Auto Ads by Adsense

Monday, January 24, 2022

Review: Immune

 Immune is a layman's introduction to immunology. Written by a German science popularizer, it's written in easily understood vernacular and came with lavish color illustrations that I ignored, given that I was reading it on a Kindle paperwhite.

The book explains all the dry stuff you might have garnered from other immunology books or articles about the immune system. For instance, what's the innate immune system? How does it interact with the adaptive immune system? What's a mast cell? What's a T-cell? What's the difference between a Helper-T cell, and a Killer-T cell? How does the immune system know when to turn on and off? What's special about Immune, however, is that he also explores the implications you might not have known or even thought about:

why does the body of a woman not recognize sperm cells as other and kill them right away? Well, it does! This is one of the reasons you need about 200 million sperm cells to fertilize a single egg! Right after sperm is delivered into the vagina, it is confronted with a hostile environment that it has to deal with. The vagina is a pretty acidic and deadly place for visitors, so sperm cells move on as fast as possible to escape it. Most of them gain access to the cervix and uterus within a few minutes. Although here they are greeted by an onslaught of Macrophages and Neutrophils that kill the majority of the friendly visitors that are only trying to do their job. Sperm cells are at least a bit equipped to deal with the hostile immune system (a little like a specialized pathogen if you think about it). They release a number of molecules and substances aimed at suppressing the angry immune cells around them, to buy them a little bit of time. And it may actually be the case that they are able to communicate with the cells that line the uterus, to let them know that they are friendly visitors, which might turn down inflammation. But there is a surprisingly large number of things that are not completely understood yet, in these interactions. In any case, from the millions of sperm cells that entered, only a few hundred enter the fallopian tubes and get a shot at fertilizing the egg. (Kindle Loc 1277)

The analogies used in the explanations are clear and a lot of fun, and Dettmer does a great job also of reminding you that he's simplifying a lot of issues. The explanation of how T-Cells get selected in the Thymus is great, and once again, there's a willingness to expose the implications of your shrinking Thymus:

 Your Thymus basically begins shrinking and withering away when you are a small child. A process that is sped up once you reach puberty. Every year you are alive more and more Thymus cells turn into fat cells or just worthless tissue. The university closes more and more departments and gets worse as you age, until around the ripe age of eighty-five, your T Cell university closes its gates for good. Which is sort of horrible if you like the concept of being alive and healthy. There are other places in the body where T Cells can be educated, but for the most part from this point forward your immune system is more limited than before. Because once your Thymus is gone, you have to get by with the T Cells you have trained up to this point. The absence of the immune cell university is one of the most important reasons why seniors are much weaker and more susceptible to infectious diseases and cancer than younger people. (Kindle Loc 1756)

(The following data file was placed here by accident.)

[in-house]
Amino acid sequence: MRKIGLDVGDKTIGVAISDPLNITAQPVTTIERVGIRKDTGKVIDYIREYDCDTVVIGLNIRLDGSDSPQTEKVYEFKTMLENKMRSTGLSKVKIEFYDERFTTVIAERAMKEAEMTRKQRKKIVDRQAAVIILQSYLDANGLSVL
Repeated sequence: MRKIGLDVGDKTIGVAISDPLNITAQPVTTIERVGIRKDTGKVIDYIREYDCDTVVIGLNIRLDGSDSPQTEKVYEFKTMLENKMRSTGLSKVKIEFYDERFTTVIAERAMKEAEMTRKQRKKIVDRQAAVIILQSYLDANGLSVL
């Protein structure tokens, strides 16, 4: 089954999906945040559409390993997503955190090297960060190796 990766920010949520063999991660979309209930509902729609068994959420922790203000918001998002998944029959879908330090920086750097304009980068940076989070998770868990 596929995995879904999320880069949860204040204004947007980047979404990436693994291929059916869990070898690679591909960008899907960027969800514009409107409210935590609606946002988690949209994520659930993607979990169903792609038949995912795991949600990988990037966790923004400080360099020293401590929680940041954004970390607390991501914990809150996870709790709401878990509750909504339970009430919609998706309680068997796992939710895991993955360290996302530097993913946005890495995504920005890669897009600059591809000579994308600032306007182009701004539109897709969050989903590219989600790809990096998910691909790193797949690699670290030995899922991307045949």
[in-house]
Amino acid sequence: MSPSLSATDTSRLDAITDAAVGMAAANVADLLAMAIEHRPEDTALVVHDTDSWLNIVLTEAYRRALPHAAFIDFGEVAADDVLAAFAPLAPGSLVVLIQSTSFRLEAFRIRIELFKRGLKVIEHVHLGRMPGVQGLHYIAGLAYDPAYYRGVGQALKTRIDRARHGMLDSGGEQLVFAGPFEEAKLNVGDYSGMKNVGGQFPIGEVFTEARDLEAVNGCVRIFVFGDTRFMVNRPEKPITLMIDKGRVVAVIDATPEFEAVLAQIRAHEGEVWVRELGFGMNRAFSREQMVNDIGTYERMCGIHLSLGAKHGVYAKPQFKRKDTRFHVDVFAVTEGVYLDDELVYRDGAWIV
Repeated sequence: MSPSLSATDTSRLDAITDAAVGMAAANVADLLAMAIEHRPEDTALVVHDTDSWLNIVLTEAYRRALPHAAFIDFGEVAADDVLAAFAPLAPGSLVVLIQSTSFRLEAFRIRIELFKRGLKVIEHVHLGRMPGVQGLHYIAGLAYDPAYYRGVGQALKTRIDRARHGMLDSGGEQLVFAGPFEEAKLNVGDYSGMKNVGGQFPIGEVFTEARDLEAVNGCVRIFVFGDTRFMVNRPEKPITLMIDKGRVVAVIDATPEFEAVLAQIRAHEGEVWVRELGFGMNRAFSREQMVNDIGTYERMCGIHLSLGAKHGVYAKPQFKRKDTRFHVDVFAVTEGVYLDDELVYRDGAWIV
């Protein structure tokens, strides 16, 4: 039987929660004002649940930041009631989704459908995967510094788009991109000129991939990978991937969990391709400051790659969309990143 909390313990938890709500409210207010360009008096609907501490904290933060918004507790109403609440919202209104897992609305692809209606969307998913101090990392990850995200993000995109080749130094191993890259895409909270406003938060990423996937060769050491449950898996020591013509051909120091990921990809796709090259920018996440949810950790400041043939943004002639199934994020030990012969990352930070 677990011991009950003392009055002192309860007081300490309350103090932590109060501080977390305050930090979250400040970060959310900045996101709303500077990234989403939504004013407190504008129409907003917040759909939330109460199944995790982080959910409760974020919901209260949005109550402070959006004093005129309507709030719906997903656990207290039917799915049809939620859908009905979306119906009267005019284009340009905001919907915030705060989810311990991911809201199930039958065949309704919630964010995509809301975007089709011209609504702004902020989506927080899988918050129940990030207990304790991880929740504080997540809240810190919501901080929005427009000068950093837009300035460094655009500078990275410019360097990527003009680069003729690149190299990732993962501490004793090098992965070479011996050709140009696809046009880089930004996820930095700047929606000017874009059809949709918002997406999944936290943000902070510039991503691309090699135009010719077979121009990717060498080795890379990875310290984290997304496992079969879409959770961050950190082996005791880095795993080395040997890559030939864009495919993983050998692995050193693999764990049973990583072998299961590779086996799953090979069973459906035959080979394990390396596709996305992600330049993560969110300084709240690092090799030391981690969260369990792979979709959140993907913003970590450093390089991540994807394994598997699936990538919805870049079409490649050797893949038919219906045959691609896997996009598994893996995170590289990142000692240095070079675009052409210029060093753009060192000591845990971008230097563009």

I also enjoyed the sections on how "immune boosting" is not a good idea, including a depiction of real life experiments that went horribly wrong and a reminder of how little we still know about immunology, including the so-called hygiene hypothesis:

Even in developed countries, a number of studies found that children who grow up in the countryside and especially on farms, surrounded by animals and with much more exposure to the outside, suffer significantly less from immune disorders. So while it doesn’t seem to make a difference if a house is clean or not, it does make a difference if it is surrounded by cows and trees and bushes and if dogs roam freely. So what can you take away from this chapter? Wash your hands at least every time you use the restroom, clean your apartment but don’t try to sterilize it, and clean the tools you use to prepare food properly. But let your kids play in the forest. (Kindle Loc 4170)

 Finally, there's an exploration of in addition the allergies, a discussion of how your immune system plays an active job in suppressing cancer, as well as why we have such a hard time developing anti-viral drugs, whereas it still at least seems somewhat possible to develop newer antibiotics.

The book taught me a lot, and I think it's well worth reading. Recommended.

No comments: